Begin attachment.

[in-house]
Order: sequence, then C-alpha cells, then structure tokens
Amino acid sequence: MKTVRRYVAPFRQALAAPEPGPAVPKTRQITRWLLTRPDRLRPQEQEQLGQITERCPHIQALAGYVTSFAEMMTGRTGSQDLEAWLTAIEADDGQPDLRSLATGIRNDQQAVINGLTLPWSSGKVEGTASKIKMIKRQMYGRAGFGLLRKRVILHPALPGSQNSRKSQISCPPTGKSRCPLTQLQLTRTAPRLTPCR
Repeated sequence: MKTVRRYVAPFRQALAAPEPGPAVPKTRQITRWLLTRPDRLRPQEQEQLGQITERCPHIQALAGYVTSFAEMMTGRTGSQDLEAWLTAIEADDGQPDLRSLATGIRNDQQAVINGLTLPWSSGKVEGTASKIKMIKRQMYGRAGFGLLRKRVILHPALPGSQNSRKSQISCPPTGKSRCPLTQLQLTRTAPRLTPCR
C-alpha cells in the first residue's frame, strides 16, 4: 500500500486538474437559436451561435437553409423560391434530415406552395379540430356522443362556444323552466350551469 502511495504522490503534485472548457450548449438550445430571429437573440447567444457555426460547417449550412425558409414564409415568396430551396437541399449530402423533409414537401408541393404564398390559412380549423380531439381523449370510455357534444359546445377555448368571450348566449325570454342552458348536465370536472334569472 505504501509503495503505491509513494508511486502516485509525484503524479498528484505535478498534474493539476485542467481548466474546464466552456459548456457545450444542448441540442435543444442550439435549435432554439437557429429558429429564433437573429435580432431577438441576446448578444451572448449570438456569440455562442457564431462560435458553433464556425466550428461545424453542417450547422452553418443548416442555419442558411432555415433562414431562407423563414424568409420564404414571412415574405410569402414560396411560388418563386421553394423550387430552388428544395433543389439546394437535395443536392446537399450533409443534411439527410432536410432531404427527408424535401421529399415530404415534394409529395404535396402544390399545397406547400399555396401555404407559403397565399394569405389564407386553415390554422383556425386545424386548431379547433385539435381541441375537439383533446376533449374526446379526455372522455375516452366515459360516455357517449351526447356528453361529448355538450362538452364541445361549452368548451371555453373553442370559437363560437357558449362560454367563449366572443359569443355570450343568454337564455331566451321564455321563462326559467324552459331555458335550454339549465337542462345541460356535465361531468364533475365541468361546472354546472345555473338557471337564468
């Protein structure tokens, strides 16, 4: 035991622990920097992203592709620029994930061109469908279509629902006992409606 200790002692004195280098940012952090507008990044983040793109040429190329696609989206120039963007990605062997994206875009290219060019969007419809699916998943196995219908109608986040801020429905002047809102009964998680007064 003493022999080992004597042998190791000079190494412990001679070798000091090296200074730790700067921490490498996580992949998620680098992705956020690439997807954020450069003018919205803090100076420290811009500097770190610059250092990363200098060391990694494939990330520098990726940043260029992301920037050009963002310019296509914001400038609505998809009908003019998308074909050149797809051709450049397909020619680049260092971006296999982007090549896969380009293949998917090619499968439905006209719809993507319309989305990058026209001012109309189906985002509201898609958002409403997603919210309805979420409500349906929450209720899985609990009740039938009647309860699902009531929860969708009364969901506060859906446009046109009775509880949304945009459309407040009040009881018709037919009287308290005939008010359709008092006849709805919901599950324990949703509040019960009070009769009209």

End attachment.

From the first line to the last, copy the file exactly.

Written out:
[in-house]
Order: sequence, then C-alpha cells, then structure tokens
Amino acid sequence: MKTVRRYVAPFRQALAAPEPGPAVPKTRQITRWLLTRPDRLRPQEQEQLGQITERCPHIQALAGYVTSFAEMMTGRTGSQDLEAWLTAIEADDGQPDLRSLATGIRNDQQAVINGLTLPWSSGKVEGTASKIKMIKRQMYGRAGFGLLRKRVILHPALPGSQNSRKSQISCPPTGKSRCPLTQLQLTRTAPRLTPCR
Repeated sequence: MKTVRRYVAPFRQALAAPEPGPAVPKTRQITRWLLTRPDRLRPQEQEQLGQITERCPHIQALAGYVTSFAEMMTGRTGSQDLEAWLTAIEADDGQPDLRSLATGIRNDQQAVINGLTLPWSSGKVEGTASKIKMIKRQMYGRAGFGLLRKRVILHPALPGSQNSRKSQISCPPTGKSRCPLTQLQLTRTAPRLTPCR
C-alpha cells in the first residue's frame, strides 16, 4: 500500500486538474437559436451561435437553409423560391434530415406552395379540430356522443362556444323552466350551469 502511495504522490503534485472548457450548449438550445430571429437573440447567444457555426460547417449550412425558409414564409415568396430551396437541399449530402423533409414537401408541393404564398390559412380549423380531439381523449370510455357534444359546445377555448368571450348566449325570454342552458348536465370536472334569472 505504501509503495503505491509513494508511486502516485509525484503524479498528484505535478498534474493539476485542467481548466474546464466552456459548456457545450444542448441540442435543444442550439435549435432554439437557429429558429429564433437573429435580432431577438441576446448578444451572448449570438456569440455562442457564431462560435458553433464556425466550428461545424453542417450547422452553418443548416442555419442558411432555415433562414431562407423563414424568409420564404414571412415574405410569402414560396411560388418563386421553394423550387430552388428544395433543389439546394437535395443536392446537399450533409443534411439527410432536410432531404427527408424535401421529399415530404415534394409529395404535396402544390399545397406547400399555396401555404407559403397565399394569405389564407386553415390554422383556425386545424386548431379547433385539435381541441375537439383533446376533449374526446379526455372522455375516452366515459360516455357517449351526447356528453361529448355538450362538452364541445361549452368548451371555453373553442370559437363560437357558449362560454367563449366572443359569443355570450343568454337564455331566451321564455321563462326559467324552459331555458335550454339549465337542462345541460356535465361531468364533475365541468361546472354546472345555473338557471337564468
């Protein structure tokens, strides 16, 4: 035991622990920097992203592709620029994930061109469908279509629902006992409606 200790002692004195280098940012952090507008990044983040793109040429190329696609989206120039963007990605062997994206875009290219060019969007419809699916998943196995219908109608986040801020429905002047809102009964998680007064 003493022999080992004597042998190791000079190494412990001679070798000091090296200074730790700067921490490498996580992949998620680098992705956020690439997807954020450069003018919205803090100076420290811009500097770190610059250092990363200098060391990694494939990330520098990726940043260029992301920037050009963002310019296509914001400038609505998809009908003019998308074909050149797809051709450049397909020619680049260092971006296999982007090549896969380009293949998917090619499968439905006209719809993507319309989305990058026209001012109309189906985002509201898609958002409403997603919210309805979420409500349906929450209720899985609990009740039938009647309860699902009531929860969708009364969901506060859906446009046109009775509880949304945009459309407040009040009881018709037919009287308290005939008010359709008092006849709805919901599950324990949703509040019960009070009769009209």